Sources: I thank Andrea Nelson and Stephen Paul for bringing my attention to Ron Rozelle's book My Boys and Girls Are in There (College Station: Texas A&M University Press, 2012), which I relied on for most of the material in today's column. I also referred to the Wikipedia articles on the history of manufactured gas, thiols, and tert-butylthiol.
Monday, November 18, 2013
The other evening I was waiting in line in a cafeteria, and the woman ahead of me, who was rather short, was reading her phone. A few years ago, the phrase "reading her phone" would have ranked as nonsense, but nowadays when most mobile phones seem to do everything a desktop computer used to do, only faster, reading your phone has become a humdrum, routine part of life. Anyway, she was flipping through what looked like either twitters or Facebook comments, and I, being a compulsive reader of anything in my field of vision, began to read along with her. The content was nothing remarkable—little notes from friends about what other friends were doing, pictures of small children (grandchildren?), comments about an upcoming wedding—I frankly forgot nearly all of what I saw a few minutes after I saw it. What stuck with me was a question: what exactly was I doing in reading that lady's phone over her shoulder? What would you call it? And does the fact that you can do something like that have any larger implications?
I don't need a Ph. D. in moral philosophy (which I don't have anyway) to know that it was wrong to read somebody else's private messages, from whatever source derived. Nowadays, of course, they may not really be private. On Facebook and personal blogs and so on, people make public all sorts of matters that earlier generations would have buried deep inside a locked diary. But the presumption is that the content of a person's own phone is, well, personal and private. And it was not right for me to read her mail, so to speak. I watched an old movie the other night which had a plot that turned on the theft of a letter—a theft that was noted by a landlady, who called the cops and brought the whole criminal scheme tumbling down thereby. Stealing a letter is an overt, easily documented act. But just looking over somebody's shoulder in a cafeteria line—who can tell what you're seeing?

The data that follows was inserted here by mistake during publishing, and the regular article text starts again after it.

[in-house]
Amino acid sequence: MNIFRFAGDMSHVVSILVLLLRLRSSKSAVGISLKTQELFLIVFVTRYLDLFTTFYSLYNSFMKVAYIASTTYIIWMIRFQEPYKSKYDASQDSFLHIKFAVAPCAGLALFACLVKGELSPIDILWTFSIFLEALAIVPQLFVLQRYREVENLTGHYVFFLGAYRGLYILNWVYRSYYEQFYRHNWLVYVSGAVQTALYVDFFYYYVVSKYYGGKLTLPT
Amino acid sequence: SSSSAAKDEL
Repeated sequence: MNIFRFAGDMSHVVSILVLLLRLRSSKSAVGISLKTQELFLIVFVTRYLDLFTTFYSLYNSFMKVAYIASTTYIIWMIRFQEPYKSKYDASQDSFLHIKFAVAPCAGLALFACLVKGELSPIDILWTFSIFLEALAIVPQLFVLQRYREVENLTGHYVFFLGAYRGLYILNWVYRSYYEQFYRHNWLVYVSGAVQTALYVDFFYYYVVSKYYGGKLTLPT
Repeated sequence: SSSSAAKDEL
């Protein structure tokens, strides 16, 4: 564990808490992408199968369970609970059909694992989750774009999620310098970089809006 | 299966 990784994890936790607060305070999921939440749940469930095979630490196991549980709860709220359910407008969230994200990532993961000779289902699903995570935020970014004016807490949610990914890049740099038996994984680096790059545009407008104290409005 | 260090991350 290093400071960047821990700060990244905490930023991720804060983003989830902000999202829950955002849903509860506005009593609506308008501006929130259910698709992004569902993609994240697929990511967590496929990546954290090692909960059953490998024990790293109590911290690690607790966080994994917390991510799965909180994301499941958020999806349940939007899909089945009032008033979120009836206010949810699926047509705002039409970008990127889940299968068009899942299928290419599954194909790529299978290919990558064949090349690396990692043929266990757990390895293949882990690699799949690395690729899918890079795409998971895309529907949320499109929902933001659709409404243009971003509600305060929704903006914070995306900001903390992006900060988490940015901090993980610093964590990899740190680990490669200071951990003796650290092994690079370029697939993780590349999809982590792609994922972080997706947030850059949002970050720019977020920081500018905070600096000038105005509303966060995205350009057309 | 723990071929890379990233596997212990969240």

The closest word I can think of that means something like what I did is "eavesdropping," but that involves hearing, not seeing. "Eyedropping" won't work—it sounds like what goes on in an opthalmologist's office. "Spying" would cover it, but I didn't go to the cafeteria with the intention of snooping on somebody else's phone messages. I just happened to be standing where, without any real effort or intention on my part, I was able to read private material. The parallel between that and a situation where you are in a restaurant booth and can't help overhearing conversations in the next booth is pretty exact.
Whatever it should be called, it's something that happens more and more often as people with portable electronic communications devices take over public spaces in subtle but significant ways. What about those folks who have either an ear-mounted phone, or one of those little earbud-cord microphones that you have to look closely to see? They're the same ones who conduct one-sided phone conversations in hallways or sidewalks at normal volume, so that at a distance they give every appearance of talking with an invisible companion, which leads one to doubt their sanity until you get close enough to see the electronics they're talking to. We don't mind people having normal conversations in public when both parties are right there, so why should we mind if one of the participants happens to be at the other end of an electronic link? I'm not sure, except that sometimes people talk about things over the phone that they wouldn't mention in a public place. And if they're doing it over a mobile phone, they sometimes tend to forget their surroundings, and passersby end up privy to TMI (too much information). This is just as discourteous as what I did to the lady in front of me in the cafeteria line, but it's discourtesy of a different type.
The real problem, I think, is that the boundary between public and private is getting really fuzzy, and you can get into trouble if you mix up the two. Saying, "I'd like to kill you!" out in a field where only you and your listener can hear you is one thing. It may be a serious threat, or it may be nothing more than a joke between well-acquainted friends. But saying the same thing on Facebook or another internet-mediated forum can land you in jail.
Here are two pieces of advice, one for users of technologies that tend to make the private public, and the other for bystanders who end up hearing or seeing something that the user didn't intend for you to hear or see. For users, try to realize that while you may be focused just on your friends you are chatting with, the medium you are using is full of holes that leak information to casual passersby—people just browsing the sidewalk or the web, and even folks you may be trying to keep a secret from. So use some discretion in what you look at or say. If you wouldn't want to hear someone else saying what you're saying, don't say it, or at least wait for a more private circumstance than looking at your phone while waiting in line or talking through your earbud mike at a crowded bus stop.
And for bystanders, I would say that while sometimes you really can't help overhearing or "overseeing" someone's private information, you can help what you do with it. If you can read somebody else's email over a shoulder, well, quit it. If you can hear somebody's private conversation, maybe move to a chair where you can't. And otherwise, try to be nice even to thoughtless or nasty people. To some folks, old-fashioned courtesies such as beginning a letter with "Dear" look hypocritical: if you aren't really dear to me, why should I address you that way? But courtesy is the social lubricant that you don't wake up the next day with a hangover from. It makes life easier and more pleasant for all of us, and while it has aspects of hypocrisy, I like to think of it as more like clean, well-tailored clothing that covers a less-than-presentable body. And come to think of it, that's something else that is out of fashion, and maybe for the same reason. But just as there is good taste in clothing, there is good taste in the use of mobile phones, and here's hoping more people use them more tastefully.